I drove into work this morning listening to my audiobook. I’m not a big fan of driving and so one of the things that makes my thirty minute commute more tolerable is listening to books on cds. On the day we moved to the house in the suburbs where I live now, the first thing I did once the movers left was head to the library and get a library card. I was pleased to see they had a huge collection of audiobooks. When Chris and I went on that trip to the Outerbanks, I was nervous about the long car ride. I picked up an audiobook that I hoped we would both like- a reporters story about a New Orleans hospital’s struggles without power or transport in the days after Hurricane Katrina. I was riveted. Chris slept through the first part but got snagged later on.
This morning I was listening to a memoir (my latest obsession) about a man’s life growing up on a farm. He bounces between childhood memories and his current life on the farm he lives on as an adult. Lo and behold, his wife is pregnant and they have a home birth. Earlier in the book when he was describing the pregnancy, I fastforwarded. But today as his wife is in labor, I forced myself to listen. I am a midwife after all. I have to do this in real life soon, I needed to start exposing myself.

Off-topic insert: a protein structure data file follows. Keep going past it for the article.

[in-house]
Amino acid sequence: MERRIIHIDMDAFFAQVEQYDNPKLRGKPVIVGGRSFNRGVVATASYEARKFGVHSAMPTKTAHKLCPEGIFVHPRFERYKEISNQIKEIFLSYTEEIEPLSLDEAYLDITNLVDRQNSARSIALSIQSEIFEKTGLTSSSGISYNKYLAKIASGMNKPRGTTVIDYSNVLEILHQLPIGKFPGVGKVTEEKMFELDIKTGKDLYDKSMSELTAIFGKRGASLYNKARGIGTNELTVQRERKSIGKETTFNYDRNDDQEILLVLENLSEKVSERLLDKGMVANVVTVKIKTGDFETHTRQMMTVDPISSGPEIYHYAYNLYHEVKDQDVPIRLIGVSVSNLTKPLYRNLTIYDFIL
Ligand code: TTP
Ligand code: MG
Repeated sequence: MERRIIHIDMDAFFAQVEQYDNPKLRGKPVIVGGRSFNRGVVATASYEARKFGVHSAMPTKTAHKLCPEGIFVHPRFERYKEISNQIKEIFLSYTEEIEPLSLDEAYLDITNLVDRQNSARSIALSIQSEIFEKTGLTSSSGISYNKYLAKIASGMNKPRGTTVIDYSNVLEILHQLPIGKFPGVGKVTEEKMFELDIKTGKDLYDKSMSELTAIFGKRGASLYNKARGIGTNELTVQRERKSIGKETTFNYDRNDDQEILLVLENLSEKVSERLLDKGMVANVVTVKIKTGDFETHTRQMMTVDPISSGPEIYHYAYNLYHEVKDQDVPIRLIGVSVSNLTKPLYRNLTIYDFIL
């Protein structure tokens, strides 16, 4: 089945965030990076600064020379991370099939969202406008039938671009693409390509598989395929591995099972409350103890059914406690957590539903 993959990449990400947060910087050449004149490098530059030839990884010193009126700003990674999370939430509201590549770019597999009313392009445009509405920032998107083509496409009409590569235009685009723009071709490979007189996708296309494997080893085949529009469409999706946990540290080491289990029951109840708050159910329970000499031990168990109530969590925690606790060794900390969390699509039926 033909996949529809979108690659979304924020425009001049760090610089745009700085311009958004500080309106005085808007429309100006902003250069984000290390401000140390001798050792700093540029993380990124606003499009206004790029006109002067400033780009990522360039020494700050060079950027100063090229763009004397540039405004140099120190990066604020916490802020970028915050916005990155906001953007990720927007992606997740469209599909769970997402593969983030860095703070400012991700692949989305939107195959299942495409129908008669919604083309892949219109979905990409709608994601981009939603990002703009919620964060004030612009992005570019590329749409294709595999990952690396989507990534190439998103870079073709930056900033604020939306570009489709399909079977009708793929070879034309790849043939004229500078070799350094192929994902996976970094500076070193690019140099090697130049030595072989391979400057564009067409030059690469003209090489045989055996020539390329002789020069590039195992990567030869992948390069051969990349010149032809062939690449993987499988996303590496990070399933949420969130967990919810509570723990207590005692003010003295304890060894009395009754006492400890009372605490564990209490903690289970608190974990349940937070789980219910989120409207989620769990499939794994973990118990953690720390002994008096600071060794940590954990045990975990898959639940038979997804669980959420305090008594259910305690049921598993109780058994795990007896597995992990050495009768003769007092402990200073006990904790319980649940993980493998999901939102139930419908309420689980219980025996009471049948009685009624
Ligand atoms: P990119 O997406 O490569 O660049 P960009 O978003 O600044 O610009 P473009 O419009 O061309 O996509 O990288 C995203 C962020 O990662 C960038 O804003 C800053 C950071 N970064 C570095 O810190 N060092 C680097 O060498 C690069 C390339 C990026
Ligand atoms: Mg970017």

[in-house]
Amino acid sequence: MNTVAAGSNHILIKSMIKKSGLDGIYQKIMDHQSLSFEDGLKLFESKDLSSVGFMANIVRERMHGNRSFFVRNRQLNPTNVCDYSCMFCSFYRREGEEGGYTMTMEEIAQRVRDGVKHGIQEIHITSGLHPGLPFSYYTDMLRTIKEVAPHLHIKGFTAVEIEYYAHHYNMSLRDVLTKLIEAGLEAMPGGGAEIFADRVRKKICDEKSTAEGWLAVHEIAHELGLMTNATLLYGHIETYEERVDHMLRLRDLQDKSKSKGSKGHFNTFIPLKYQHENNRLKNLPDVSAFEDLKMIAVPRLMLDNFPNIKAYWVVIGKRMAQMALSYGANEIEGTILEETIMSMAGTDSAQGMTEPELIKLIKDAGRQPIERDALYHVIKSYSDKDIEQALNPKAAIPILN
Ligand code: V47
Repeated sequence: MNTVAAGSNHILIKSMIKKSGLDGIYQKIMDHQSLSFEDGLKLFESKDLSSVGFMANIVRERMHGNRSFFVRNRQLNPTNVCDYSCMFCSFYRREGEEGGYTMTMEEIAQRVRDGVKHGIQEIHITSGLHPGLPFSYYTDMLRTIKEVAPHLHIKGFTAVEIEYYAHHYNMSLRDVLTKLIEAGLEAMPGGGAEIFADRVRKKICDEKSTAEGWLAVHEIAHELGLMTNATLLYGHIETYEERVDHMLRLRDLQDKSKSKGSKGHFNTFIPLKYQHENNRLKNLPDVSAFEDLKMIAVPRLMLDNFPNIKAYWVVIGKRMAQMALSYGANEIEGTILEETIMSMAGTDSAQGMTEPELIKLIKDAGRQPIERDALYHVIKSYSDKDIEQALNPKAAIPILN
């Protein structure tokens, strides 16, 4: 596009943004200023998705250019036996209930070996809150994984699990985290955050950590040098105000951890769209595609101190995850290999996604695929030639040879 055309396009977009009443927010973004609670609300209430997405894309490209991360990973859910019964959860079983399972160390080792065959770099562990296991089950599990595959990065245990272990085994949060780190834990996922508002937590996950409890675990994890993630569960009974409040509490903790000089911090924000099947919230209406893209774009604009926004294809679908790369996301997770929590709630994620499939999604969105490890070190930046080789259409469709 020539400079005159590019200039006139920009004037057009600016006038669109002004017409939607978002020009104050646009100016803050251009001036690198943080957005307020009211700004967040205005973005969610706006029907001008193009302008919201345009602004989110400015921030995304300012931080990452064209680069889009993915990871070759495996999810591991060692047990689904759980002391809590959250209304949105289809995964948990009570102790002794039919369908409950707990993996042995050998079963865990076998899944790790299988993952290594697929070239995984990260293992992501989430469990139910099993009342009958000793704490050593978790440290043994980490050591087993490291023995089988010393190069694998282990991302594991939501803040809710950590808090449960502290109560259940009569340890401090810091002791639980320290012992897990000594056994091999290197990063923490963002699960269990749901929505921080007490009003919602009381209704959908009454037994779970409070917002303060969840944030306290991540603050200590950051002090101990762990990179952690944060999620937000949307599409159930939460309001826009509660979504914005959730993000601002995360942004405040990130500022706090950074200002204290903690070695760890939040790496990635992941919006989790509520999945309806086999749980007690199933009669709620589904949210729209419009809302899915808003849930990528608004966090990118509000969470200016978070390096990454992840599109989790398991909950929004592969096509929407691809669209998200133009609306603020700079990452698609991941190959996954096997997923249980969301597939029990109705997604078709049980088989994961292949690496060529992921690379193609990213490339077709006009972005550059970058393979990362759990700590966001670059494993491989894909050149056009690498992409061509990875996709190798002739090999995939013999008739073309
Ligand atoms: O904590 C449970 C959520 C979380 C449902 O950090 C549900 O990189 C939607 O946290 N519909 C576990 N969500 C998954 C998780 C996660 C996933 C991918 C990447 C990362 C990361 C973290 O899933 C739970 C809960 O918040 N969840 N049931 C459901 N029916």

I sat there in traffic as he described his wife’s contractions, her perseverance, the homebirth midwife attending. When the midwife asked if he wanted to see his baby’s head, moments before birth, I let out a choked sob.
A beautiful moment, ruined by my memories too convoluted with difficult emotions. I can’t help but relive my moments when confronted with these images of childbirth. Simply hearing of this beautiful birth made me grieve my loss of normal birth. The moment- my baby’s head crowning, about to enter this world- was supposed to me my happiest moment. It was and it wasn’t. I was terrified of what would happen next, to finally know after months of uncertainty if any of the hope I held would be realized. It was the moment my baby began to live and the moment she began to die. I could no longer protect her. As I listen to the narrator describe the moment of happiness as his baby is born, I felt taunted. This is what you wanted but did not have.
All this from listening to a birth scene described. What will happen when I am faced with it in real life?
I arrived at work just as the birth scene finished. I wiped away the tears that had fallen, but they continued to drop despite my efforts. I walked up to my building feeling the streaks of saltiness on my cheeks where they dried. By the time I walked through the door, it was over, but the tears stayed close all day, ready to peek out with the slightest provocation.